Spreading the Good Word (From Israel) |

Why the Israeli Government Is Courting Christian Journalists

Roughly 70 Christian outlets have been invited to the October conference. 'We hope these journalists will become good ambassadors for Israel,' said the director of the Government Press Office

Judy Maltz
Judy Maltz
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Jerusalem prayer rally for Israel organized by the International Christian Embassy, founded "as an evangelical response for the need to comfort Zion". 29 September 2015
Jerusalem prayer rally for Israel organized by the International Christian Embassy, founded "as an evangelical response for the need to comfort Zion". 29 September 2015Credit: Olivier Fitoussi
Judy Maltz
Judy Maltz

Reflecting its desire for closer ties with the Christian evangelical right in the United States, the Israeli government has embarked on a campaign to cultivate influential journalists who serve this community.

Hoping to explain the country and its often-controversial policies to this new target audience, the government is sponsoring and subsidizing a first-of-its-kind “Christian Media Summit” in Jerusalem. About 140 reporters, editors and publishers, representing roughly 70 media outlets, have been invited to the four-day conference, which will be held in mid-October. The government will be paying for the room and board of all the participants, according to information provided by the sponsors.

The conference is being sponsored by the Government Press Office (which operates under the auspices of the Prime Minister’s Office), the Ministry of Foreign Affairs and the Ministry of Jerusalem Affairs. Participants are scheduled to meet with Prime Minister Benjamin Netanyahu and President Reuven Rivlin, among other dignitaries, during their visit.

According to Nitzan Chen, director of the Government Press Office, the journalists invited represent a broad spectrum of Christian media outlets, including the Catholic press, though most are affiliated with the evangelical movement.

“We thought that the 50th anniversary of the reunification of Jerusalem would be a good opportunity to hold such a conference,” said Chen. “We hope these journalists will become good ambassadors for Israel and if this conference succeeds, the idea is to hold it every year or two.”

Mike EvansCredit: Courtesy of Friends of Zion Museum

Nitzan said the invitation list was compiled in consultation with National Religious Broadcasters (NRB), an international association which, according to its website, is comprised of more than 1,100 member organizations representing millions of viewers, listeners and readers. “The Association exists to represent the Christian broadcasters’ right to communicate the Gospel of Jesus Christ to a lost and dying world,” the website notes.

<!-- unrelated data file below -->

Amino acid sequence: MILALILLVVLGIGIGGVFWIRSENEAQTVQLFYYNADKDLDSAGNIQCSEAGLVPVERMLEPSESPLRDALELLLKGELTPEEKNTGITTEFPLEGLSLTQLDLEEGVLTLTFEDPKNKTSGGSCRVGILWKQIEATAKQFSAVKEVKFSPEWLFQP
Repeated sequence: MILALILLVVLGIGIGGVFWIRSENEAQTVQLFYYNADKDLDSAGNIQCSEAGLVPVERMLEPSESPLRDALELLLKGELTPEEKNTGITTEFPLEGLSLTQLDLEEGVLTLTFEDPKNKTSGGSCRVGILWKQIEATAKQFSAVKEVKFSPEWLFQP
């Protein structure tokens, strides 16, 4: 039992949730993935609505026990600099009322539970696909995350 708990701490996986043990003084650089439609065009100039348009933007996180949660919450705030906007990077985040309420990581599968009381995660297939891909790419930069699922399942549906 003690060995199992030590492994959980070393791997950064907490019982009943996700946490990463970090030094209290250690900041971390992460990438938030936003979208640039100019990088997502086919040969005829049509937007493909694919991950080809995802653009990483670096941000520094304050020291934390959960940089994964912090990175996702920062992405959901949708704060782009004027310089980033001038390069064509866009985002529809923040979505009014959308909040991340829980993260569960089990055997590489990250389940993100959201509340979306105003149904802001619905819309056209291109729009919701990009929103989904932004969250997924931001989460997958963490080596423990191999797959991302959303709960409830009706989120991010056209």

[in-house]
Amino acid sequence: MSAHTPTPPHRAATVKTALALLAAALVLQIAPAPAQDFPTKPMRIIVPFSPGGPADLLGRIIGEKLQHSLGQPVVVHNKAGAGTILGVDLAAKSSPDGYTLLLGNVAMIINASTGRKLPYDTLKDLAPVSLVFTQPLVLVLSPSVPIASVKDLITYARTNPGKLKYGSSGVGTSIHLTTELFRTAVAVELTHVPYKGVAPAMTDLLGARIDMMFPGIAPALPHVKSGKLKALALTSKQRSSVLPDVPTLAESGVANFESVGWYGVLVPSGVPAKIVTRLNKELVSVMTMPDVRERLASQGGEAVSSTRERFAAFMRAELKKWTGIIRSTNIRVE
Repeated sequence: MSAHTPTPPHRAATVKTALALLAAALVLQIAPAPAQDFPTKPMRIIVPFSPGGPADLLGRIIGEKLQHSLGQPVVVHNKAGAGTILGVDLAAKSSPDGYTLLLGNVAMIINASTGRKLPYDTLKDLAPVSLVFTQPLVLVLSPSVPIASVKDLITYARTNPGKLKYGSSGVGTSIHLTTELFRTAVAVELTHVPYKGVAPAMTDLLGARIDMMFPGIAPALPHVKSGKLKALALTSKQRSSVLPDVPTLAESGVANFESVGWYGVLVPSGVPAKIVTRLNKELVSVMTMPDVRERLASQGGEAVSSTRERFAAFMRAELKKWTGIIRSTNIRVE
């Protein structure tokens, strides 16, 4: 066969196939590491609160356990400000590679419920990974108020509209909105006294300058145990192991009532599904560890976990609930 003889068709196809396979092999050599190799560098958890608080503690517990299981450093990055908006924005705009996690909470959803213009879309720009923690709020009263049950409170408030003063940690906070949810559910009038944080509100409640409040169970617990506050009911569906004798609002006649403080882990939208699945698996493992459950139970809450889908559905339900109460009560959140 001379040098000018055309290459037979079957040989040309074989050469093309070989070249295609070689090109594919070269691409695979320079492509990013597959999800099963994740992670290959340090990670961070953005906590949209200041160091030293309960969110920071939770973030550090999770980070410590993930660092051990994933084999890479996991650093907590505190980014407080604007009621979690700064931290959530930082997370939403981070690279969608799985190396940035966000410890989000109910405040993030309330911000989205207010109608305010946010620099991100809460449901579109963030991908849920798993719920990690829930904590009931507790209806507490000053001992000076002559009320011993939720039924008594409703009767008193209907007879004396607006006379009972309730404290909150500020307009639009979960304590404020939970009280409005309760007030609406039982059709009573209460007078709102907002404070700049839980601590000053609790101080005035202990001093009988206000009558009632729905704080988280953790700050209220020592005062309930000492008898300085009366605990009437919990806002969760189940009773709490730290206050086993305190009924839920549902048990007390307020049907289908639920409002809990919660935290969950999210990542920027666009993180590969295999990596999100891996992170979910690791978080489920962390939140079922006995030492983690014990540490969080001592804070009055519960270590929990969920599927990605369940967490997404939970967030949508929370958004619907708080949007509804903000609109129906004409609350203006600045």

Although representatives of media outlets from around the world were invited to the conference, Chen said, most of the participants are expected to come from the United States, as the sessions will be held in English.

The Christian evangelical movement, which is overwhelmingly pro-Israel, threw its support behind Donald Trump in the last election. Christian evangelicals tend to embrace the right-wing Israeli position that Jews should be allowed and encouraged to settle in the West Bank, which they consider to be part of the biblical Land of Israel.

According to a draft itinerary, the planned sessions at the conference include: “Reporter’s Notebook for Covering Israel and the Middle East,” “Resources for Telling the Israeli Story,” “Like Dreamers: 50 Years of a United Jerusalem and Divided Israel,” and “Israel and the Fight Against Radical Islam.”

Among the tours that will be offered to participants is one titled “Co-existence” that includes a trip to the Gush Etzion settlement bloc where Oded Revivi, the mayor of Efrat – one of the largest West Bank settlements – will deliver a talk addressing the following question: “Are Settlements an Obstacle to Peace?” Another tour, which will focus on how Israel uses separation barriers to enhance its security, will include a visit to the controversial wall in the Palestinian city of Bethlehem, which has drawn especially fierce criticism among anti-occupation activists for its close proximity to homes and local businesses.

Most of the scheduled tours, according to the draft itinerary, include a visit to the Friends of Zion Museum in Jerusalem, an institution founded by Mike Evans, who was among the first Christian evangelicals in the United States to declare his support for Trump’s presidential run.

Days before Trump’s visit to Israel in May, Evans financed a huge billboard campaign in Jerusalem, hoping to pressure the American president to make good on his campaign promise to move the U.S. embassy from Tel Aviv to Jerusalem. The signs proclaimed: “Trump is a friend of Zion.”

Evans, known as a staunch opponent of the two-state solution, is a member of Trump’s executive evangelical advisory board. The Friends of Zion Museum, which opened two years ago in Jerusalem, pays tribute to Christians who helped Jews throughout history, with a special focus on Christian Zionists.

The Israeli government has in the past sponsored conferences for journalists representing Jewish media outlets abroad, but never before has it targeted the much larger Christian media.

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